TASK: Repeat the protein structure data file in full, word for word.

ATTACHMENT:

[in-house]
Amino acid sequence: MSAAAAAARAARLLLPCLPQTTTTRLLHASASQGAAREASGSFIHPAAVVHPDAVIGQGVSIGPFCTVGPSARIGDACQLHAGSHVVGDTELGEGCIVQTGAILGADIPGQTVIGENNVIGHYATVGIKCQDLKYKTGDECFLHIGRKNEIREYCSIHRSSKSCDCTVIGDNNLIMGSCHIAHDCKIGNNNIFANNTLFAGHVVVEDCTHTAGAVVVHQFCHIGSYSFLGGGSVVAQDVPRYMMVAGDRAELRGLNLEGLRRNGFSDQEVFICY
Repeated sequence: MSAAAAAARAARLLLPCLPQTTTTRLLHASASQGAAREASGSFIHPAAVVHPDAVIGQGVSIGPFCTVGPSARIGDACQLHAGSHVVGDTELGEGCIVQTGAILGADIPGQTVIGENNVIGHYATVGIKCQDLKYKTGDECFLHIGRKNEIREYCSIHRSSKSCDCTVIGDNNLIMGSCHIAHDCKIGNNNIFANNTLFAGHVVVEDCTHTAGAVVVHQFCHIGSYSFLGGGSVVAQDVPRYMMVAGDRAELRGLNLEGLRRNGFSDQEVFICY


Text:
[in-house]
Amino acid sequence: MSAAAAAARAARLLLPCLPQTTTTRLLHASASQGAAREASGSFIHPAAVVHPDAVIGQGVSIGPFCTVGPSARIGDACQLHAGSHVVGDTELGEGCIVQTGAILGADIPGQTVIGENNVIGHYATVGIKCQDLKYKTGDECFLHIGRKNEIREYCSIHRSSKSCDCTVIGDNNLIMGSCHIAHDCKIGNNNIFANNTLFAGHVVVEDCTHTAGAVVVHQFCHIGSYSFLGGGSVVAQDVPRYMMVAGDRAELRGLNLEGLRRNGFSDQEVFICY
Repeated sequence: MSAAAAAARAARLLLPCLPQTTTTRLLHASASQGAAREASGSFIHPAAVVHPDAVIGQGVSIGPFCTVGPSARIGDACQLHAGSHVVGDTELGEGCIVQTGAILGADIPGQTVIGENNVIGHYATVGIKCQDLKYKTGDECFLHIGRKNEIREYCSIHRSSKSCDCTVIGDNNLIMGSCHIAHDCKIGNNNIFANNTLFAGHVVVEDCTHTAGAVVVHQFCHIGSYSFLGGGSVVAQDVPRYMMVAGDRAELRGLNLEGLRRNGFSDQEVFICY